Saturday, June 11, 2022

Tiny tip - Rescuing celery

 


You probably already know this...

Yesterday, I discovered that the celery in our refrigerator was getting limp, so I cut off the tips that were drying out, as well as the root end, washed it in cold water, and then put the stalks in a jar of cold water and placed that in the fridge overnight.  This morning, it was nice and crisp again!

Tuesday, May 17, 2022

Spring musings...

We've waited and waited for the soil in our garden to get dry enough to cultivate and plant.  It finally did and late last week my Garden Fairy came out to help us.  We are not planting as many things this year as we've done in the past.  For instance, I'm not going to plant carrots.  The reason is that doing a lot of hand weeding is hard on my hands as I have some arthritis in them.  Our garden is 75 feet long by 100 feet wide.  This year, instead of "playing" so much, it will be more straightforward.  We both came down with COVID - 19 at the end of February and although we are fine, we don't have all of our energy back yet. That requires cutting back in some areas. The rows in the garden will be far enough apart that our rototiller will easily be able to do most of the cultivating.  


You can see here how we've planted our sweet potatoes.  The ground was tilled, then a ridge was made, 75 feet long.  Next, we planted about 50 sweet potato plants in there, 18 inches apart in little holes that we filled with water and "mudded them in." The last step was to spread some weed barrier fabric over both sides.  I planted about 2 pounds of onion sets up there with them, too, as rabbits hate onions, but they love sweet potato leaves.  Later in the season, I will use "Shakeaway" for rodents.  We get terrible vole damage on the tubers if I don't do that.


Here you can see two sweet little baby apples on one of our two Transparent apple trees.


And here is a California Wonder sweet pepper seedling. I was able to grow all of my own seedlings this year.  I am not sure it saves money, but it does allow me to choose my own varieties to grow instead of only being able to purchase the few that are available locally.


Here is a list of what we planted.  Sweet corn, sweet potatoes, Irish potatoes (Kennebec), green bush beans, okra, sweet peppers, jalapeno peppers, onions, eggplant, cucumbers, zucchini squash, sugar snap peas, paste tomatoes, Rutger's tomatoes, cherry tomatoes, and an heirloom German tomato variety. We hope to put out more sweet corn in about 2 weeks so our season will last longer. Oh my goodness, how we love sweet corn!

In the spring, we plant hope.  We hope for the fruit of our effort. Sometimes it's wildly successful, sometimes it's a bit disappointing, but it's never failed to give us at least some good food. I've been gardening since 1976 when my second son was born.  I remember sitting and nursing him, snapping green beans, and watching the pressure gauge on the canner, all at the same time. That was a golden year for me.  I learned to can, had a fabulous, although rather small, garden, and our 3 oldest children were very young. We rented a house on a farm in Nebraska. Even though I did not have much space in the garden, (it was about 600 square feet) I was able to can 90 quarts of beans!  I also canned tomatoes and made lots of pickles.  I was very proud of my accomplishment. I could write about it until your eyes glazed over, but the memories are precious.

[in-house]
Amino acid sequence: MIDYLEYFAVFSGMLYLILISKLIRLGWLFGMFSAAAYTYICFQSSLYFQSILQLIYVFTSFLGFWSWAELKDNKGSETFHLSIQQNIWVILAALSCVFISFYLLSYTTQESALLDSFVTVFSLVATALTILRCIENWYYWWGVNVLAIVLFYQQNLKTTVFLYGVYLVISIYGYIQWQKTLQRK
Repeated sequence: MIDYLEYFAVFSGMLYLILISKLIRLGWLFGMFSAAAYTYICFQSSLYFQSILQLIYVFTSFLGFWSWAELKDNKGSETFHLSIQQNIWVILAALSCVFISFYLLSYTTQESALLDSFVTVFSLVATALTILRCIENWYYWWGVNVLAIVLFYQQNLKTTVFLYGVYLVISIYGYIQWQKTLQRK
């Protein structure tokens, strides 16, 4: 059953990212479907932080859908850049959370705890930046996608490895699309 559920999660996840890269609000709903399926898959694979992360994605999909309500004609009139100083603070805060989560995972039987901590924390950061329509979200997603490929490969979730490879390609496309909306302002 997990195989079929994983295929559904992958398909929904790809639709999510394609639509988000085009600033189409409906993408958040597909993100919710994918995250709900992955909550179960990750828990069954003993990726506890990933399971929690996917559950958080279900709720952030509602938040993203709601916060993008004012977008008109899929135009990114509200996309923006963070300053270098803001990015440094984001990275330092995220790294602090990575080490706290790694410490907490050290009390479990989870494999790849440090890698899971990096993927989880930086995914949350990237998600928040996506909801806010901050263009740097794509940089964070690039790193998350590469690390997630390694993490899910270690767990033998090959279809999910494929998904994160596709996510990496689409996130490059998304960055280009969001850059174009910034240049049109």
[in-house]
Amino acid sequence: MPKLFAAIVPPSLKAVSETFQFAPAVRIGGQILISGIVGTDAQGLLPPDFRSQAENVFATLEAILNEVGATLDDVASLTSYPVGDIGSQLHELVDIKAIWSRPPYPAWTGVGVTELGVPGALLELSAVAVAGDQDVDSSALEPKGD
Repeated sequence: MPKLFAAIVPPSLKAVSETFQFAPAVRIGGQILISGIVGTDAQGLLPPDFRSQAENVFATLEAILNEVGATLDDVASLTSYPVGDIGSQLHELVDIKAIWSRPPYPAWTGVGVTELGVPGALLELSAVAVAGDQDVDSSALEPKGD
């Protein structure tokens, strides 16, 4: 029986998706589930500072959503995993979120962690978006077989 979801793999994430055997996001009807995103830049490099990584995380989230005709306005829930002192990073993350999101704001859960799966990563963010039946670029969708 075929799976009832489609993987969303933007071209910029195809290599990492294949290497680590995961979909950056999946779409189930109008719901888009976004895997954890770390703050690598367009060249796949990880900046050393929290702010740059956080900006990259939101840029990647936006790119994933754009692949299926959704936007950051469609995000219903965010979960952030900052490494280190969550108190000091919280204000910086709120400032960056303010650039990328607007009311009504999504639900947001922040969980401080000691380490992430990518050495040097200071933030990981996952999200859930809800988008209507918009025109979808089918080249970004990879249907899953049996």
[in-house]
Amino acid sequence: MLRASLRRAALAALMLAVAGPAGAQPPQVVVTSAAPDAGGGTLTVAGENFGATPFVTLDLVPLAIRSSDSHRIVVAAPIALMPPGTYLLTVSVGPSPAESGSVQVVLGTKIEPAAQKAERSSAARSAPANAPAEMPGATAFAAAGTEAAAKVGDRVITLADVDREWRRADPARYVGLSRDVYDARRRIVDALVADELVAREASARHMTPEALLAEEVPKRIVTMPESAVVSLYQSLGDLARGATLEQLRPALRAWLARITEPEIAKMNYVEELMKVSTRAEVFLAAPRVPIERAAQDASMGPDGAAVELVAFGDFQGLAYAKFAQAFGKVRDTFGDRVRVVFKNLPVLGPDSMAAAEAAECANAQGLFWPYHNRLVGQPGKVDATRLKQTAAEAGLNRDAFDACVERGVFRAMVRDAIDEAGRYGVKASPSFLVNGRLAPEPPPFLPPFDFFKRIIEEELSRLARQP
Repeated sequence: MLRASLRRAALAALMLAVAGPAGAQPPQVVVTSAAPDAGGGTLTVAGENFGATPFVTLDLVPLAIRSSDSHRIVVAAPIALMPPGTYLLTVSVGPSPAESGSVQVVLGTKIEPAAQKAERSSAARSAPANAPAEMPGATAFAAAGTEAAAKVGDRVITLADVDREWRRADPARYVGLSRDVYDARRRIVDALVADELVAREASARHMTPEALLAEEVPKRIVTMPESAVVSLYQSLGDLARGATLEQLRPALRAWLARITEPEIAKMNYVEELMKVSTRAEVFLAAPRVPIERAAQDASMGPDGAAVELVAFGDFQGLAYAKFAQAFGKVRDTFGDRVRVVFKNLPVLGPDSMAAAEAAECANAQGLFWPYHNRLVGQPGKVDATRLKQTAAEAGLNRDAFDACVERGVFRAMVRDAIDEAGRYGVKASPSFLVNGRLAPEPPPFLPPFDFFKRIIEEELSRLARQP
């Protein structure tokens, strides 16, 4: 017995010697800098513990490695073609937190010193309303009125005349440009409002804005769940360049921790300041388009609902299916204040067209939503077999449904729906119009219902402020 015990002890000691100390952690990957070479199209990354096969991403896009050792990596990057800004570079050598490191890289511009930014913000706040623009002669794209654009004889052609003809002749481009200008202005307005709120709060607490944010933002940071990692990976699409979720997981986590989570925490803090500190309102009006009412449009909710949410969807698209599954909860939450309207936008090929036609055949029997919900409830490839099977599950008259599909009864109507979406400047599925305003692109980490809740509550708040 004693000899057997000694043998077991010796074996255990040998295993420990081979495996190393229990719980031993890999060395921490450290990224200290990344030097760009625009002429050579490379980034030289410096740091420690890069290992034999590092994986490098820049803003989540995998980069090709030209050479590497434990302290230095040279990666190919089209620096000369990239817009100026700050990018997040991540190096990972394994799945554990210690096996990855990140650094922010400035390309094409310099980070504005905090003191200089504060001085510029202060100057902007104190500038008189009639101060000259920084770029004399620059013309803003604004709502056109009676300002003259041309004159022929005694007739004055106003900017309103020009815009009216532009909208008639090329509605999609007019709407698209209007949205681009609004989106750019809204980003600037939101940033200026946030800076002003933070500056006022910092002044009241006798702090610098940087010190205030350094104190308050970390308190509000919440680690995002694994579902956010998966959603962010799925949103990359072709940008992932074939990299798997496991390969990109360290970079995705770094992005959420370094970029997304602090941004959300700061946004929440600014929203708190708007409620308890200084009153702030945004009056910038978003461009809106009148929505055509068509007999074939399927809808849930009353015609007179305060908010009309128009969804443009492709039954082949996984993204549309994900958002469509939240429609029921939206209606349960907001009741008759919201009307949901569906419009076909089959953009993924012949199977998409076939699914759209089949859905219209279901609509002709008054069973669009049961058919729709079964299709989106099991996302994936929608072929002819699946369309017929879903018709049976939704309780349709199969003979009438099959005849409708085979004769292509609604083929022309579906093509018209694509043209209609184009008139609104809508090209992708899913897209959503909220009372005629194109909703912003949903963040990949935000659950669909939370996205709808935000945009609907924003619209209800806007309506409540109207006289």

So, now we wait. I look at pictures of last year's harvest and drool. We're still eating sweet potatoes and canned vegetables from last year as well as applesauce and apple butter, as the trees were very productive.  I do love to garden. I'm 72-years-old now and hope I can continue for the rest of the time I have left on this earth.

Happy Spring to all of you Gentle Readers 

Wednesday, April 20, 2022

Blue Jean hems - an historical perspective.

 For 11 years I took in sewing, mending, and alterations to raise a little more money for us.  My "bread and butter" was hemming blue jeans for my customers.  I was thinking about that this morning and how when I was a girl, we did not hem jeans that were too long.  We just folded the hem up, like this!


This reminds me of the old adage, "The cobbler's children have no shoes."  I will happily hem jeans for other people, but for myself?  I put it off and put it off.  I've finally just returned to my roots.  :)


Saturday, December 11, 2021

Healthy(er) Peppernuts for Christmas!

Behold the Peppernut!


 I have a very old recipe that came from my paternal great-grandmother for "Peppernuts."  The German word for that is "Pfeffernusse"  It's a kind of little cookie that is very hard, sweet and spicy.  My family recipe is also simple and it would have been something that almost anyone could have afforded to make back then.  Great-Grandmother had a wood burning cook stove with a "reservoir" on the side, which was a steel box they would fill with water so they could have hot water available.  At Christmastime she kept that full of peppernuts for the children to enjoy.